Editor’s note: This commentary is by Matt Frost, of Tunbridge, who is the chair of the advisory board for the Trust for Public Land in Vermont.
Vermont’s future as a recreation mecca just got stronger with the announcement on Thursday that Gov. Phil Scott has created the Vermont Outdoor Recreation Economy Collaborative in order to:
• Market outdoor recreation values of attributes of Vermont to foster economic growth;
• Examine and promote laws, policies and initiatives that encourage outdoor recreation business;
• Strengthen stewardship of outdoor recreation resources and the organizations that support them;
• Mobilize the members of the Vermont Outdoor Recreation Economy Collaborative to develop and implement initiatives;and
• Encourage, incentivize and guide the development of community-oriented recreation assets increasing economic impacts.
This important measure will encourage the growth of our tourism economy and attract new outdoor businesses to the Green Mountain State.
We know that along with our agricultural economy, outdoor recreation has long been one of the pillars of growth in the Green Mountain State. From ski towns to Burlington to East Burke, this growth has benefitted many communities and small businesses. According to the Outdoor Industry Association’s recent report, The Outdoor Recreation Economy, this is part of a large, and often overlooked, national trend: The industry generates more jobs than computer technology, construction, or finance and insurance. Successful Vermont businesses like Outdoor Gear Exchange, Mammut, Ibex, Burton, Darn Tough Socks and, of course, all of our world-famous ski areas are great examples of these kinds of businesses.
The people of Vermont have been conserving its landscape for generations, starting with Vermont’s first town forest in Westmore in 1900, and the first state park, Mount Philo, in 1924.
But there is intense competition for these jobs. Employers have many choices about where to locate their manufacturing, distribution, sales and marketing. Labor skills, tax policy and transportation networks are important factors, but more than ever the quality-of-place is driving investment decisions. Business leaders and employees in the industry demand clean air and water and access to the great outdoors.
The people of Vermont have been conserving its landscape for generations, starting with Vermont’s first town forest in Westmore in 1900, and the first state park, Mount Philo, in 1924. Today, we all benefit from close-to-home public lands featuring mountain bike trails, hiking destinations, backcountry ski glades, boat ramps, favorite hunting and fishing locations, and picnic areas. And of course we enjoy easy access to nationally known destinations like the Long Trail, the Catamount Trail, the Green Mountain National Forest, and world-class mountain bike networks built by chapters of the Vermont Mountain Bike Association. These places are as important to our economy as our road and utility infrastructure, by creating the natural foundation to recruit the next great business.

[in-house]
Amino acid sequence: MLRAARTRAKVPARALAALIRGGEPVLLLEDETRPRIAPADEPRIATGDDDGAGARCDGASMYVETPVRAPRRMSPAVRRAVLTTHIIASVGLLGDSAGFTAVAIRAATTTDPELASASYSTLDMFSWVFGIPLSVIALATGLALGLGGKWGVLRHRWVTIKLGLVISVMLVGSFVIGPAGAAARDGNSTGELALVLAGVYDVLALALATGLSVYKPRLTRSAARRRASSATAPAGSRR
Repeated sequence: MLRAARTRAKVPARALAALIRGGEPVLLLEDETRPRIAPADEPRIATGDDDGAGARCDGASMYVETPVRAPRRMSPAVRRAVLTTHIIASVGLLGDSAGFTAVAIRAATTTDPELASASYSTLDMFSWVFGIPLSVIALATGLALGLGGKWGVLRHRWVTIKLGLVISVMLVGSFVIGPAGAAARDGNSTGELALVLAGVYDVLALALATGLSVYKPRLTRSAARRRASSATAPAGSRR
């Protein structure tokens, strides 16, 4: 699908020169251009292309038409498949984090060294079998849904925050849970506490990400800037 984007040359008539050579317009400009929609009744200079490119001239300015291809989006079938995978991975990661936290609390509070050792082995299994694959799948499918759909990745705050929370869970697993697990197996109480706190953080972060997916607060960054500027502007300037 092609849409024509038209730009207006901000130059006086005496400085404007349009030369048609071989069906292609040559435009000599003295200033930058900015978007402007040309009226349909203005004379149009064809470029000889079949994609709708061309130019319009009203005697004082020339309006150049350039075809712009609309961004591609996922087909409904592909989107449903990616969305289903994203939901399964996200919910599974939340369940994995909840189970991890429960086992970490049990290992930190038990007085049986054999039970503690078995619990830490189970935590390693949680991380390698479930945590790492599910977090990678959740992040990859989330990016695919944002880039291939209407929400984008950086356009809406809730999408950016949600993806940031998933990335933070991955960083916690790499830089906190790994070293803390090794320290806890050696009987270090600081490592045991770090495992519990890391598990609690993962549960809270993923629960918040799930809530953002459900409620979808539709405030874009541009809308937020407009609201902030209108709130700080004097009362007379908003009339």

Whether local conservationists today are protecting community resources like Bolton Backcountry (thanks to the Vermont Land Trust, Agency of Natural Resources, and the Vermont Housing and Conservation Board) or the West Windsor Town Forest on Ascutney Mountain, every new public property we create requires smart deal-making, diverse sources of funding, and long-term community support. These same skills are needed to attract outdoor industry. The Vermont Outdoor Recreation Economy Collaborative is a perfect vehicle for combining business leadership with recreation organizations and conservation interests like The Trust for Public Land, making a clear case that investing in place is an investment in our economy.
We cannot sit on our conservation laurels! Like any component of our public infrastructure, our public lands require a long-term strategy for expanding and improving recreational access or we will be left behind by other states that also seek to grow their outdoor industry and tourism economy. I applaud Gov. Scott’s leadership on this issue. I encourage him and his staff to always remember that our economic future depends on a strong public land network in Vermont, from pocket parks to national parks. I know The Trust for Public Land and all the other conservation groups in Vermont are ready to work with you to make these ideas a reality.